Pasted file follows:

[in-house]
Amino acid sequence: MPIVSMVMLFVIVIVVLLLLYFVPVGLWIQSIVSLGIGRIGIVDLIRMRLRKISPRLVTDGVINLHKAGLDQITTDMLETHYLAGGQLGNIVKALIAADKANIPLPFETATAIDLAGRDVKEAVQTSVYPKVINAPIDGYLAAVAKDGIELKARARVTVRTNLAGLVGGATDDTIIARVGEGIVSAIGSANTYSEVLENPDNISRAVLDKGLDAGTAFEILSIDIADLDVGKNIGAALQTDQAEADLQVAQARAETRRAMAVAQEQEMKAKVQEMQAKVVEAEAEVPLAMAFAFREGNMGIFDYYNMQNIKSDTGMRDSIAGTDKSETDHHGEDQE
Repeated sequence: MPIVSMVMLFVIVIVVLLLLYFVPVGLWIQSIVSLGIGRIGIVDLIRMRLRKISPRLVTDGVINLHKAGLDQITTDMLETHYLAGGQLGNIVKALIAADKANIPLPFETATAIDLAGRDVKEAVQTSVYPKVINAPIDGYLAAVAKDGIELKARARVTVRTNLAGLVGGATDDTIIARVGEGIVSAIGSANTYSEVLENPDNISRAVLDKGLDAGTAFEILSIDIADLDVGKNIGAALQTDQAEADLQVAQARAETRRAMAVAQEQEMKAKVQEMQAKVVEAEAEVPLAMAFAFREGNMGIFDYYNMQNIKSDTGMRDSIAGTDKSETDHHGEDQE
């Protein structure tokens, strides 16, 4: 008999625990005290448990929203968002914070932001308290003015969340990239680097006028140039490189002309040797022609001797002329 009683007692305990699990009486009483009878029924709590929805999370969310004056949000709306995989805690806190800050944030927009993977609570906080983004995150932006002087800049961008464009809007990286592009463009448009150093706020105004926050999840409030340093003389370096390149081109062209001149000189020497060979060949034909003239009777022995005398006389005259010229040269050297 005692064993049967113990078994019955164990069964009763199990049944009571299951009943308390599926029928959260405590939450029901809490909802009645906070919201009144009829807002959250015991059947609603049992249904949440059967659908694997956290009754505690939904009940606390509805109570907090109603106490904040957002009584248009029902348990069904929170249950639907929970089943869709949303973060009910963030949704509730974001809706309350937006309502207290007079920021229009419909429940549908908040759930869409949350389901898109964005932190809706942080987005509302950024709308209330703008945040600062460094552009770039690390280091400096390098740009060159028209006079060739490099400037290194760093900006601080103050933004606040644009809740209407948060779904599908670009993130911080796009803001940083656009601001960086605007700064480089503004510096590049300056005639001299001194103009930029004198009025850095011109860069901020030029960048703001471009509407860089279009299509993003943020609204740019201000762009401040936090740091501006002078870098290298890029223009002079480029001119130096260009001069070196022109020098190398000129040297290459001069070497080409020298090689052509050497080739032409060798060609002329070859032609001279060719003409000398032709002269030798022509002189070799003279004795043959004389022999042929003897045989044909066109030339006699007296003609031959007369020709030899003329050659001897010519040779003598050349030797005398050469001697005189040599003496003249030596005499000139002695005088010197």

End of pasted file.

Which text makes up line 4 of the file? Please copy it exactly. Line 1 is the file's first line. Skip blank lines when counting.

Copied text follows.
């Protein structure tokens, strides 16, 4: 008999625990005290448990929203968002914070932001308290003015969340990239680097006028140039490189002309040797022609001797002329 009683007692305990699990009486009483009878029924709590929805999370969310004056949000709306995989805690806190800050944030927009993977609570906080983004995150932006002087800049961008464009809007990286592009463009448009150093706020105004926050999840409030340093003389370096390149081109062209001149000189020497060979060949034909003239009777022995005398006389005259010229040269050297 005692064993049967113990078994019955164990069964009763199990049944009571299951009943308390599926029928959260405590939450029901809490909802009645906070919201009144009829807002959250015991059947609603049992249904949440059967659908694997956290009754505690939904009940606390509805109570907090109603106490904040957002009584248009029902348990069904929170249950639907929970089943869709949303973060009910963030949704509730974001809706309350937006309502207290007079920021229009419909429940549908908040759930869409949350389901898109964005932190809706942080987005509302950024709308209330703008945040600062460094552009770039690390280091400096390098740009060159028209006079060739490099400037290194760093900006601080103050933004606040644009809740209407948060779904599908670009993130911080796009803001940083656009601001960086605007700064480089503004510096590049300056005639001299001194103009930029004198009025850095011109860069901020030029960048703001471009509407860089279009299509993003943020609204740019201000762009401040936090740091501006002078870098290298890029223009002079480029001119130096260009001069070196022109020098190398000129040297290459001069070497080409020298090689052509050497080739032409060798060609002329070859032609001279060719003409000398032709002269030798022509002189070799003279004795043959004389022999042929003897045989044909066109030339006699007296003609031959007369020709030899003329050659001897010519040779003598050349030797005398050469001697005189040599003496003249030596005499000139002695005088010197």